Just consider the effect of mass on time. A planet’s hefty mass warps time — making time run a tiny bit slower for a human on Earth’s surface than a satellite in orbit.

The difference is too small to notice, but time even runs more slowly for someone standing next to a large boulder than it does for a person standing alone in a field.

The pre-big bang singularity possessed all the mass in the universe, effectively bringing time to a standstill.

Following this line of logic, the title of this article is fundamentally flawed.

According to Einstein’s theory of relativity, time only came into being as that primordial singularity expanded toward its current size and shape.

Case closed? Far from it. This is one cosmological quandary that won’t stay dead.

In the decades following Einstein’s death, the advent of quantum physics and a host of new theories resurrected questions about the pre-big bang universe. Keep reading to learn about some of them.

Here’s a thought: What if our universe is but the offspring of another, older universe? Some astrophysicists speculate that this story is written in the relic radiation left over from the big bang: the cosmic microwave background (CMB).

Astronomers first observed the CMB in 1965, and it quickly created problems for the big bang theory — problems that were subsequently addressed (for a while) in 1981 with the inflation theory.

This theory entails an extremely rapid expansion of the universe in the first few moments of its existence.

It also accounts for temperature and density fluctuations in the CMB, but dictates that those fluctuations should be uniform.

In chaotic inflation theory, this concept goes even deeper: an endless progression of inflationary bubbles, each becoming a universe, and each of these birthing even more inflationary bubbles in an immeasurable multiverse.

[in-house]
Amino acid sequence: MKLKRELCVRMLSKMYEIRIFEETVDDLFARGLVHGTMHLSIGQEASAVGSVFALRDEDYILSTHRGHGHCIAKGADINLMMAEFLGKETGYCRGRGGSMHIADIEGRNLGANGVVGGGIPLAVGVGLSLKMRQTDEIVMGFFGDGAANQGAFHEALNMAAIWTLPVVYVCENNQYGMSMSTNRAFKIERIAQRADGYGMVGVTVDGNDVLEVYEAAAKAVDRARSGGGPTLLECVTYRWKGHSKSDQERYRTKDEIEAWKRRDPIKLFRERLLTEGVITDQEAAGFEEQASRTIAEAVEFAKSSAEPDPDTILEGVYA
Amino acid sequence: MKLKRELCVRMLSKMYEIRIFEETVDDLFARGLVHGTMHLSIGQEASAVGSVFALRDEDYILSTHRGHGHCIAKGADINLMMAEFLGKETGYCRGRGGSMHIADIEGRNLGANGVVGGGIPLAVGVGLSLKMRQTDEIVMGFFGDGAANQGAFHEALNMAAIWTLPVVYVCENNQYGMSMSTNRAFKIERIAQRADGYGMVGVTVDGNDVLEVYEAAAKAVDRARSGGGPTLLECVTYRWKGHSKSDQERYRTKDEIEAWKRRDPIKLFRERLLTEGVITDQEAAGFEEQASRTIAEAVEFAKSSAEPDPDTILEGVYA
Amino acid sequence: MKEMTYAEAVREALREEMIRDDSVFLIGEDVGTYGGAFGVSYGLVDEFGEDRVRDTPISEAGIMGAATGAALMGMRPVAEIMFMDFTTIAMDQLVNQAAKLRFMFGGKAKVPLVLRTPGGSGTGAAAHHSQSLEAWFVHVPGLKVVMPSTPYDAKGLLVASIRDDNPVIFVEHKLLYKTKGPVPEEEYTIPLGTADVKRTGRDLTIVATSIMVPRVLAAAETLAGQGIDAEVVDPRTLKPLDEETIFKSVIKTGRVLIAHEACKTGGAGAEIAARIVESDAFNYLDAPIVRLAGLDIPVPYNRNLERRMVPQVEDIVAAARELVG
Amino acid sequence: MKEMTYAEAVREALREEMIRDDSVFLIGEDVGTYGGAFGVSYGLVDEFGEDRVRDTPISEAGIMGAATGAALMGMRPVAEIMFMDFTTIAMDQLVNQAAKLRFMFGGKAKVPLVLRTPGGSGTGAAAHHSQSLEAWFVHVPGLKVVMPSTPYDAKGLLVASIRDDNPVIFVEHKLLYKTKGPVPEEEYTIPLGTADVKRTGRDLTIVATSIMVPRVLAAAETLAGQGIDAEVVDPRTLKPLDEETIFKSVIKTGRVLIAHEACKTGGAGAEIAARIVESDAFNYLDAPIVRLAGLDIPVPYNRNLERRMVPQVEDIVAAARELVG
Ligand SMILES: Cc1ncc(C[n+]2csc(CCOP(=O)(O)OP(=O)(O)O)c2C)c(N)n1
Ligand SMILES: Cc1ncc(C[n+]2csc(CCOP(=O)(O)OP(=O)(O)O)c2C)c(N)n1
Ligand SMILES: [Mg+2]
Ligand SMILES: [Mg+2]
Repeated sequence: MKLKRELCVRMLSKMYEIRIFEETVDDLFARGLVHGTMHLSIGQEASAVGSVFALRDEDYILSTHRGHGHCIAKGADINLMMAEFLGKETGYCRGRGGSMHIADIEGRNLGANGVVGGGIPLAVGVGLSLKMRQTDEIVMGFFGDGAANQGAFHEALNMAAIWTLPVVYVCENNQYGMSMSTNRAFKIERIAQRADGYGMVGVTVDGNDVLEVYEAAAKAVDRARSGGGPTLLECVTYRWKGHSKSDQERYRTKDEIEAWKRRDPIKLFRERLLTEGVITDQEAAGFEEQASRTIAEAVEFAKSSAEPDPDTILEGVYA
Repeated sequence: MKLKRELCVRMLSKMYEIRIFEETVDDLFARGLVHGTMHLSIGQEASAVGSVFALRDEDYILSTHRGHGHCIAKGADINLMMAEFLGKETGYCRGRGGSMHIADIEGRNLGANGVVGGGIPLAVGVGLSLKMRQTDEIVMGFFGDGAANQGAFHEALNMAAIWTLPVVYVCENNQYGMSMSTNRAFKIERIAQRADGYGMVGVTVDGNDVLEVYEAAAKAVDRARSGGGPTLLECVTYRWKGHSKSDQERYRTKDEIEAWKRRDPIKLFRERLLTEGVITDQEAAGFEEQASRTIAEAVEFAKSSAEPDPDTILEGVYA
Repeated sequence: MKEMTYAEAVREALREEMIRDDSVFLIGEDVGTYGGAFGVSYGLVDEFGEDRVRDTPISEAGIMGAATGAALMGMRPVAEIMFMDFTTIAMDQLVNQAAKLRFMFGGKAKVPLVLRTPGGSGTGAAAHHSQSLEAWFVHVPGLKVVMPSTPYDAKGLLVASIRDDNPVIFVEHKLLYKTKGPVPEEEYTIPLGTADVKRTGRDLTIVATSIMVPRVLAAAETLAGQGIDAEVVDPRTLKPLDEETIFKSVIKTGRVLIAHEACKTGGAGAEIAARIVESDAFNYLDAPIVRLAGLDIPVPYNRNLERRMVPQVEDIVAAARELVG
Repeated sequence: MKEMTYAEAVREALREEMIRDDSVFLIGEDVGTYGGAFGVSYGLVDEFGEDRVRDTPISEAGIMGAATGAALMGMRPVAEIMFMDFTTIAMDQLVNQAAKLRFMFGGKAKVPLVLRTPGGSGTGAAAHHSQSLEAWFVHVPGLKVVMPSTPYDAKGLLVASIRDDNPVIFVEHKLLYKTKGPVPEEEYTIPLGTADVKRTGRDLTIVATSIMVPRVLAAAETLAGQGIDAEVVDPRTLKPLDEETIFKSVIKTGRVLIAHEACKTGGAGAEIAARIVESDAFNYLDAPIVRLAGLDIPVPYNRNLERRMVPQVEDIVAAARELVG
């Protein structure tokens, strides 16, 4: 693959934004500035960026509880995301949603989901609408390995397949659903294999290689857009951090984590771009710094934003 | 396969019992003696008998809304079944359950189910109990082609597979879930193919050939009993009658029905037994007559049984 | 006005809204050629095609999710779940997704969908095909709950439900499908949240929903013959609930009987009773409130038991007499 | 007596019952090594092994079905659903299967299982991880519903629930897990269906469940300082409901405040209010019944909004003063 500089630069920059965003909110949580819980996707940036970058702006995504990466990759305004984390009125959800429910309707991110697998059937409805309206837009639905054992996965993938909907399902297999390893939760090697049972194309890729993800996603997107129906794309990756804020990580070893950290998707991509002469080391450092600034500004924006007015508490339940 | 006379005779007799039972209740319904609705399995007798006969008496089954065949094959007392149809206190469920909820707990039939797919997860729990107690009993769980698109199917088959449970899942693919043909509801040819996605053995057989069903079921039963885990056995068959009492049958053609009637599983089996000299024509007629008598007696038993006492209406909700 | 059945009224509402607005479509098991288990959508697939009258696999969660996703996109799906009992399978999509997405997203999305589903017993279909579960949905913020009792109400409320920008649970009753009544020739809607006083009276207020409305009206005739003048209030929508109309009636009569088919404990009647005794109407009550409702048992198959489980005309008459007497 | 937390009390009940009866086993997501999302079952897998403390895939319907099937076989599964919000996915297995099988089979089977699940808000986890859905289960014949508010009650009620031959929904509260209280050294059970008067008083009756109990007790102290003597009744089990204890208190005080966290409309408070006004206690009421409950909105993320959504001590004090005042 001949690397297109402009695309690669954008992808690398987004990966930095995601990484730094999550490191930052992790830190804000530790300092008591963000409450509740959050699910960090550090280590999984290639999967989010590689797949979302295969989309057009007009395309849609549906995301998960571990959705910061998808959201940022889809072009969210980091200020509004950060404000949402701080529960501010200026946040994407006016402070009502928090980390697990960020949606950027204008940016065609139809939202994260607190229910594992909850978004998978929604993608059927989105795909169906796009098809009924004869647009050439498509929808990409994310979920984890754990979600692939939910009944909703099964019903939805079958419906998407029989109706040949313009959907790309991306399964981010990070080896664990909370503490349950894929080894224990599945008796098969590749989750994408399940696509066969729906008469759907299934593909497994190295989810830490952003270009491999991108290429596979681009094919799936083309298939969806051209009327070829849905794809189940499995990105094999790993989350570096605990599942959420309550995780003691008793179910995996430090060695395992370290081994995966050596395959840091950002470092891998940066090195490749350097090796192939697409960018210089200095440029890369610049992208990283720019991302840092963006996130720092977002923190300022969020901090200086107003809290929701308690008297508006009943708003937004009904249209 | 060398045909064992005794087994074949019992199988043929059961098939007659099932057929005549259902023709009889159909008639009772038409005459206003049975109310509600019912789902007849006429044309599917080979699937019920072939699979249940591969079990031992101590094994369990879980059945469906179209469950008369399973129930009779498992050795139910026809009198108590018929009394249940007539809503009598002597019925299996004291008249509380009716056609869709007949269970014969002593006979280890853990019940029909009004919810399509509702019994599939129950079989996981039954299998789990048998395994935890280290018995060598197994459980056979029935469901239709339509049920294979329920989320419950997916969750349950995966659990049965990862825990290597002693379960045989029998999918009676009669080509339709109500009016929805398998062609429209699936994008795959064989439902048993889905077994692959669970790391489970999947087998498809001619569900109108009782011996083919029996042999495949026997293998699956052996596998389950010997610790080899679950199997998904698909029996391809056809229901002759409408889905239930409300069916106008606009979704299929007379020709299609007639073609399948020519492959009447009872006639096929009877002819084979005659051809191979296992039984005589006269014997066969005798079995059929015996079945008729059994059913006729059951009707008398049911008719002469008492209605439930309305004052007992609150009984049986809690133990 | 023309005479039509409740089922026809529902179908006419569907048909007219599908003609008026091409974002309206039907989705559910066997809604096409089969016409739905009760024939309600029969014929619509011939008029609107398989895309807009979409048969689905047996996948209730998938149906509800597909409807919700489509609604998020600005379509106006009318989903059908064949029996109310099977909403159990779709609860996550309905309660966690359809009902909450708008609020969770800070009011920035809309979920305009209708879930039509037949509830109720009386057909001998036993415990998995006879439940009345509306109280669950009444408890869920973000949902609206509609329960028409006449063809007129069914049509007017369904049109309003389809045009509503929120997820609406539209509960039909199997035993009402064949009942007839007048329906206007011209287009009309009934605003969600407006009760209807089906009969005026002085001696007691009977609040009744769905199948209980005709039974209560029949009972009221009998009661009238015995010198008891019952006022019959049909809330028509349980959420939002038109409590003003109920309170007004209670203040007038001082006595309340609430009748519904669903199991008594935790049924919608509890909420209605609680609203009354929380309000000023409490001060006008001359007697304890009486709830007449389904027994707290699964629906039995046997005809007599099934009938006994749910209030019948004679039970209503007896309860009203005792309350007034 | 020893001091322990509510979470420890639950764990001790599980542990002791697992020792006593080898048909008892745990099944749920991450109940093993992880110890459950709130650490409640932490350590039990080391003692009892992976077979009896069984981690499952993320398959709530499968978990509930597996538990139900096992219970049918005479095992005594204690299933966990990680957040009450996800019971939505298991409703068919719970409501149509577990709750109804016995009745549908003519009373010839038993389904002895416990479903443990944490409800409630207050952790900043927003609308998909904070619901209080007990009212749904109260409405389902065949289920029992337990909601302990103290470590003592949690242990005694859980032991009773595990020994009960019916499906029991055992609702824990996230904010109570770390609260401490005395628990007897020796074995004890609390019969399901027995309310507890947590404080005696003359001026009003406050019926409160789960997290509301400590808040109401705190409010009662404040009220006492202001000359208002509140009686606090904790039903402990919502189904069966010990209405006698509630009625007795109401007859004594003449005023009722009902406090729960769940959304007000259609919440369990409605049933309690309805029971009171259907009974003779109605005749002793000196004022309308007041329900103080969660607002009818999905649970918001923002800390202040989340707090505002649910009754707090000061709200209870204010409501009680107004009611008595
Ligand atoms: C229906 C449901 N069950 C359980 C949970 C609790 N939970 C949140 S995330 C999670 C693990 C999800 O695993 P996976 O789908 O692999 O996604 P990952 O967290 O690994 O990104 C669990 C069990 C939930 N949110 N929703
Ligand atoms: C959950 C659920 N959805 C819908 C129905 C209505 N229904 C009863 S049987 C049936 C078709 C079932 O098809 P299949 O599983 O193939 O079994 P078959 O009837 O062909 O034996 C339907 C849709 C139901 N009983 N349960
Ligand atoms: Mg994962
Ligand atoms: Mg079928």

Other scientists place the formation of the singularity inside a cycle called the big bounce in which our expanding universe will eventually collapse back in on itself in an event called the big crunch.

A singularity once more, the universe will then expand in another big bang.

This process would be eternal and, as such, every big bang and big crunch the universe ever experiences would be nothing but a rebirth into another phase of existence.

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Pass it on: Popular Science

How Physics Can Help You Achieve The Perfect Egg Crack

cracked egg

What’s the best way to crack an egg?

Physicists explain that we’re predisposed to hit the egg against a hard surface where the egg is flattest, or, its center, where its oblong shape widens; that’s the point at which an egg is weakest.




The egg puts up more of a fight at its round, arched ends. This curvature creates an even distribution of pressure, which may explain why it’s all but impossible to crack an egg when it’s held lengthwise between your fingers.

To game this correctly, then, you should create an initial crack in the center of your egg that opens a cavity small enough to fit your thumb through.

egg

What comes next requires quick, careful precision: You expand this ripple ever so slightly with your hands so that the egg’s yolk tumbles out. Go too fast and the shell will collapse in your hands.

So, there you go. Now you’ve got some new vocabulary, borrowed from the wild world of fracture mechanics, to apply to a deceptively simple cooking act. If this registers as completely useless information, consider that egg-cracking is a difficult art to master for the less dexterous among us.

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The Physics Of Hitting A Baseball

Hitting the “sweet spot” is something that baseball players strive for. This is the location of the bat that is generally regarded as the best spot for hitting the ball.

It minimizes vibration of the bat and results in the maximum energy delivered to the ball, meaning it travels the farthest.

The “sweet spot” is a special point on the bat which minimizes stinging of the hands when the ball strikes there. Baseball players say that hitting the ball in this location “feels” the best, and results in the most solid hit.